The Asylum Seekers Equality Project is campaigning to have people with convention refugee status included under the New Zealand Government’s Refugee Resettlement Strategy.

Join us in demanding policy change. 




Understanding the Distinction

All former-refugees in New Zealand have fled from certain death or persecution in their home countries. Yet depending on how they arrived in New Zealand, they are labeled and treated differently.
Some people are allocated for resettlement in New Zealand by the United Nations under a quota set by the government and are labelled “quota refugees”. Others, called asylum seekers, manage to reach New Zealand by their own means and claim refuge once they arrive. If their application is successful, they are labelled “convention refugees”.
The only distinction between people with quota and convention refugee status are their labels. Both have fled the same wars, persecution or circumstances and therefore deserve the same support.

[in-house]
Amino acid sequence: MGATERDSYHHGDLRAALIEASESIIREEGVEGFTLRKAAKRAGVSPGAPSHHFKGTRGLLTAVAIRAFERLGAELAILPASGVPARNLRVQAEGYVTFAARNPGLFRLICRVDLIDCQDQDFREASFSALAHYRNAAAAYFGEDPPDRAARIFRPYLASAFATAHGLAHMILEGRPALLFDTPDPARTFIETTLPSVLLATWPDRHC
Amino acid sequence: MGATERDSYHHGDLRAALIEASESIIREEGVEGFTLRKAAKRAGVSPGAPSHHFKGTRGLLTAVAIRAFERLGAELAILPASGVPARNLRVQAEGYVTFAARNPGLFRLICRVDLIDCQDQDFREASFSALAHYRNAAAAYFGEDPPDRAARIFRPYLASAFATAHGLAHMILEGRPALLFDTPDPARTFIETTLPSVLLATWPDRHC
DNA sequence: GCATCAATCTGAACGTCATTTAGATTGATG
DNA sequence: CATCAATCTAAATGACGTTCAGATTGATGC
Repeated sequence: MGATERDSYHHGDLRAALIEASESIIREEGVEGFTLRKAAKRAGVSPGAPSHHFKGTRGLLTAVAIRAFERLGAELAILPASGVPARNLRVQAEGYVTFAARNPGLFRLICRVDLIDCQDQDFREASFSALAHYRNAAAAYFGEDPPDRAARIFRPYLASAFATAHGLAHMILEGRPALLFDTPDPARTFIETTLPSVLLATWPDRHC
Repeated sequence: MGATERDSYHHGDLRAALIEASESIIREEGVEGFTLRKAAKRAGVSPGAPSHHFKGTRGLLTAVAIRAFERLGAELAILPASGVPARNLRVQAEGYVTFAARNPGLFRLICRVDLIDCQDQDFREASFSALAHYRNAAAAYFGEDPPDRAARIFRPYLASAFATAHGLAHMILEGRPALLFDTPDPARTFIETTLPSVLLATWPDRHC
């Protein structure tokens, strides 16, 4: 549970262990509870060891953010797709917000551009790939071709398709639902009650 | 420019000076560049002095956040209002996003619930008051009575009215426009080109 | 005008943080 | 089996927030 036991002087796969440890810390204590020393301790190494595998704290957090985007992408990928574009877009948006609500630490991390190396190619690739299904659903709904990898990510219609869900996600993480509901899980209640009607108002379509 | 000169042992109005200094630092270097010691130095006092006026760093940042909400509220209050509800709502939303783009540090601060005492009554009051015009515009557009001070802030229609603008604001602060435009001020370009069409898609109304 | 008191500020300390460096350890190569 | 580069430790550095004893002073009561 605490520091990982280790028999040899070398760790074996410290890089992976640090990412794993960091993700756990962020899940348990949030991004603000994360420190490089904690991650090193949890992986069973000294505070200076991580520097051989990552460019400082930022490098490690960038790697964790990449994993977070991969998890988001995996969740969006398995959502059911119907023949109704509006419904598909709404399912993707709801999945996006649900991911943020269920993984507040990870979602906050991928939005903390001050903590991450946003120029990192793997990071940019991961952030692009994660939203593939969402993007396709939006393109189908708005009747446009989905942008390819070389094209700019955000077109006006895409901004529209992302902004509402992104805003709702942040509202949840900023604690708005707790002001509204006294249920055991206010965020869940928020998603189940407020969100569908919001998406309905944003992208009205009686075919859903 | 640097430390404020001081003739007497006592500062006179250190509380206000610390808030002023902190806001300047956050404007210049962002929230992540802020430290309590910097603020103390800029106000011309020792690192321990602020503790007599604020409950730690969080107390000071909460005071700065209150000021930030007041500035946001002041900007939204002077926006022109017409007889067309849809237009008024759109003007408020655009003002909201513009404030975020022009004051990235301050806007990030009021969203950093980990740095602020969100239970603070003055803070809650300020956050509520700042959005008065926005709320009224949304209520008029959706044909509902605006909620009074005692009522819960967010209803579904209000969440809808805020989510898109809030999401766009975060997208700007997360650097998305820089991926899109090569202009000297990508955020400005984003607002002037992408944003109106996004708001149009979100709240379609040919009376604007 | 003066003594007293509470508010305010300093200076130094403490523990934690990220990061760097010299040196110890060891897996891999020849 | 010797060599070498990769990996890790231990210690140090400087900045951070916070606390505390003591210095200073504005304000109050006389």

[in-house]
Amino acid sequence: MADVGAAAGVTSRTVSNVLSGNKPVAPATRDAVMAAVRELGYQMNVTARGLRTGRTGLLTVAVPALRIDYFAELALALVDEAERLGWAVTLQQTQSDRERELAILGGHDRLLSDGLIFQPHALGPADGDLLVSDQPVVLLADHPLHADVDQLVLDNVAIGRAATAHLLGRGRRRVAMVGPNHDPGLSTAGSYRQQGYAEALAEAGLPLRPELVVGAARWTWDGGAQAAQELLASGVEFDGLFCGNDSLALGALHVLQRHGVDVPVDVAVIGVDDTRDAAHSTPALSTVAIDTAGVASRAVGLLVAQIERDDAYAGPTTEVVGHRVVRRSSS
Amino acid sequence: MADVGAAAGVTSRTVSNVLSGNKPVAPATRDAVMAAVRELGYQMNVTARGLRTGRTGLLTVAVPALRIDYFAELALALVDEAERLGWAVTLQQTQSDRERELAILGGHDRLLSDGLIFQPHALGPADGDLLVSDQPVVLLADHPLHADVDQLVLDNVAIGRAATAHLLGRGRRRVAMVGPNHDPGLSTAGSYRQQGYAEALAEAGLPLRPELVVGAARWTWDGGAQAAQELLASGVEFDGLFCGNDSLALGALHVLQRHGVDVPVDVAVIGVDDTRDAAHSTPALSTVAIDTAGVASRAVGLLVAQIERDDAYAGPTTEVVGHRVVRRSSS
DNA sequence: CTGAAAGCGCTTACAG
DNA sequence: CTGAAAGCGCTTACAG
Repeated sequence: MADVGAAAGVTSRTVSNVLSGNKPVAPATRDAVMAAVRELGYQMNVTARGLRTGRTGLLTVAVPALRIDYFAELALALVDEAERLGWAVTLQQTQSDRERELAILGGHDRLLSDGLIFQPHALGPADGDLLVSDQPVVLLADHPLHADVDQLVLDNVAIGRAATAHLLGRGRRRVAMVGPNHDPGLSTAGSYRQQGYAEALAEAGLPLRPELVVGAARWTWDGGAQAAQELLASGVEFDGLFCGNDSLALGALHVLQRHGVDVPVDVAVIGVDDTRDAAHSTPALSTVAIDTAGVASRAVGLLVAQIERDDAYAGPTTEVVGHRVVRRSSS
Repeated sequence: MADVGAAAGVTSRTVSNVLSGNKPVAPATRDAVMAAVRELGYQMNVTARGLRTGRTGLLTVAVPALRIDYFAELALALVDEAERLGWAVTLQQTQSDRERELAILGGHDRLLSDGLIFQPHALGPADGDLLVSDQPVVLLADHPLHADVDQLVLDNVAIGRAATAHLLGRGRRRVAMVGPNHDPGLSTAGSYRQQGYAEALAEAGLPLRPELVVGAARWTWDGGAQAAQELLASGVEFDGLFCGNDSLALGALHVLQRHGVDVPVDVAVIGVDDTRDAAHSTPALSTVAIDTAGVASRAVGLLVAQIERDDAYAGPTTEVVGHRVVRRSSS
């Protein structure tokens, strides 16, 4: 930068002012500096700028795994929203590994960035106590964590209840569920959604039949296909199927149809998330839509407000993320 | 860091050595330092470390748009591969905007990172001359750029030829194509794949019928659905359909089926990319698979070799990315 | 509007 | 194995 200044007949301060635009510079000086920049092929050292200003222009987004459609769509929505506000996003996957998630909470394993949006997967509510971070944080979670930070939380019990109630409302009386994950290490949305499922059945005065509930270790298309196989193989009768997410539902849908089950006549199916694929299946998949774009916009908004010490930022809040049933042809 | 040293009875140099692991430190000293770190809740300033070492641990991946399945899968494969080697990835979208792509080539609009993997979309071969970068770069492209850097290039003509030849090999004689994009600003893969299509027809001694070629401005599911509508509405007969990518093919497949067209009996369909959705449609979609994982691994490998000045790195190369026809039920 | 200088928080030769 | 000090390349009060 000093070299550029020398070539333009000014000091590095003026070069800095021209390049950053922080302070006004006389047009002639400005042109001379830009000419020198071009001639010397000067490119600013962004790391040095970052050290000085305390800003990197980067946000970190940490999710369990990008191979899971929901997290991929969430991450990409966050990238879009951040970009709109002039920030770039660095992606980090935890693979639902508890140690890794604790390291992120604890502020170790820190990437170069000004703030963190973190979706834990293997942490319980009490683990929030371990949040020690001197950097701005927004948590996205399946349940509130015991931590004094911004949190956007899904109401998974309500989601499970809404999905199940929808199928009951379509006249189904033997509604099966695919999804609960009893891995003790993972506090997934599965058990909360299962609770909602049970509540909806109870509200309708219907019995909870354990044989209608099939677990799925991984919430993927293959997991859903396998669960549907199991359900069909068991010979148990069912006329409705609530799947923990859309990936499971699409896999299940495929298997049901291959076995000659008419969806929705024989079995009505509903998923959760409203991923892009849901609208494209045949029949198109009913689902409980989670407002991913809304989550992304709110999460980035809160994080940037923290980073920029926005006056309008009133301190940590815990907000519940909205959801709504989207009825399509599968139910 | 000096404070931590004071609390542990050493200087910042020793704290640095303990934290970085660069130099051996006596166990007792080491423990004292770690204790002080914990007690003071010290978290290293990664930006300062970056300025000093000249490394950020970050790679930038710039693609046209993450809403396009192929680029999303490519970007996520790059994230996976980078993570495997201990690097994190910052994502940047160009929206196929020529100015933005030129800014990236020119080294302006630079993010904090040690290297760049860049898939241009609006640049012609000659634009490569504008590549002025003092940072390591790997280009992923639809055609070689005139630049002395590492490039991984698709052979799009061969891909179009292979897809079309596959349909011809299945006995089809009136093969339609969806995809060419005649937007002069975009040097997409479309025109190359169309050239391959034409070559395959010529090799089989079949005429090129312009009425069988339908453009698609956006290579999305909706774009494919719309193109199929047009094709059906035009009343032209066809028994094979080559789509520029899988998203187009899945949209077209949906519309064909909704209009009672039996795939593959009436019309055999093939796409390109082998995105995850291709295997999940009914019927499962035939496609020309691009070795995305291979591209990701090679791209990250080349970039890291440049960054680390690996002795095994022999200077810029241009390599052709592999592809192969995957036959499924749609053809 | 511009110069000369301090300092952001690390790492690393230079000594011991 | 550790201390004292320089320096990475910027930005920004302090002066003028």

However, Convention refugees are not extended the same rights and services that are offered to quota refugees. As a result, they are often left to navigate the complexities of resettlement alone.


Why it matters

If people with convention refugee status are not afforded the same basic rights and services as people with quota refugee status, their ability to build a new life in New Zealand is severely limited. They are hindered in their efforts to learn English, find a job or access housing and medical care. This causes severe stress, and aggravates existing trauma.
It is equally as important for our communities that former refugees have positive resettlement experiences. Studies have continuously shown that former refugees perform just as well in school as their peers if provided with the right support, and that they become assets to their communities and to the economy if given the tools to resettle successfully. If resettlement support is not provided, it results in long-term dependence on social welfare services.
Providing equal resettlement support for all refugees in New Zealand is far more beneficial to our society as a whole. When interviewed for ChangeMakers report Marking Time, people with convention refugee status all stressed that they do not want to be a burden on New Zealand. Rather, they chose to resettle here because they saw it as a place where they where they would get a fair chance to start a new life and contribute to their communities.